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Know your fresh Florida tomatoes

You may well ask yourself, “So when I’m out at the farmers market, you know, buying the freshest Florida tomatoes possible, how do I know what I’m looking at?”
You may well ask yourself, “So when I’m out at the farmers market, you know, buying the freshest Florida tomatoes possible, how do I know what I’m looking at?”Courtesy of the Florida Tomato Committee,

You may well ask yourself, “So when I’m out at the farmers market, you know, buying the freshest Florida tomatoes possible, how do I know what I’m looking at?”

Here’s your handy guide to the varieties of tomatoes most commonly grown here in Florida.

Although you can use any fresh you want almost any way you want, most tomatoes cultivated in Florida fall into five categories distinguished by shape and function.

Look for tomatoes in these varieties: rounds (for tomato juice), plums (for tomato paste), cherries and grapes (for salads and snacks) and beefsteaks (for slicing).


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OFFICIAL BIO: K Truitt is a second-generation, native Floridian born in Jacksonville. Truitt worked in public higher education for 25 years and knows newspaper publishing, printing and graphic design. Contact:

Beefsteak Tomatoes
Beefsteak Tomatoes

Beefsteak Tomatoes

Beefsteak Tomatoes – also called wide steak or sandwich tomatoes.

The biggest tomatoes, beefsteaks can be five inches across and more. The bigness is on purpose, so that a single slice covers an entire burger or sandwich. Some common varieties are Beefmaster , Big Beef, Brandywine, Bucking Bronco, Cœur-de-bœuf ("ox heart").

Their distinctive shape comes from ancient cultivars indigenous to Central and South America. Some of the same shapes, and many more colors, are present in heirloom tomatoes today.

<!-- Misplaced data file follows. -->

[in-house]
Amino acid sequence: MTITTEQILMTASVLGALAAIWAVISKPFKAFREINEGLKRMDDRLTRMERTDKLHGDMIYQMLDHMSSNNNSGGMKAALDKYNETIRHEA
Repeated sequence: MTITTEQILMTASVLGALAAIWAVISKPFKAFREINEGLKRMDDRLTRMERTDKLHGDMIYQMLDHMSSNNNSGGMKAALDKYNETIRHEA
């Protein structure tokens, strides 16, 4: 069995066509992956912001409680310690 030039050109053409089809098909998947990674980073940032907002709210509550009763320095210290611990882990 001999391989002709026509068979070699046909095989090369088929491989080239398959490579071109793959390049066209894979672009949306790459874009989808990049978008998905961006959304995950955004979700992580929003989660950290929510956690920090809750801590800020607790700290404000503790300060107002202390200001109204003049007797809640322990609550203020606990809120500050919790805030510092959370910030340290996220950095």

Beefsteaks are so called because of their meaty flavor. To really bring it out, lightly sprinkled your tomato with salt. Scooped out, they also make great bowls for salads – tuna, egg, potato and plain old leafy greens.

Although there are many varieties, because they’re so large, beefsteaks aren’t grown commercially as much as other varieties of tomato because they’re too big to go through mechanical picking machinery.

Cherry Tomatoes
Cherry Tomatoes

Cherry Tomatoes

Cherry Tomatoes.

Cultivated since at least the early 1800s, cherry tomatoes may have originated in Peru and northern Chile. It’s known that the Aztecs grew them as early as the 1400s. Cherry tomatoes have been grown in the United States since at least 1919.

A distinctive quality of cherry tomatoes is that they grow in rafts on the vine, some times as many as a dozen little tomatoes on one stem.

Cherry tomatoes are small on purpose – the better for snacking – ranging in size from the tip of your thumb to about the size of a golf ball.

Cherries have a bright, tart flavor that complements most salad dressings. They pickle easy and make very interesting canapés when sliced and dressed.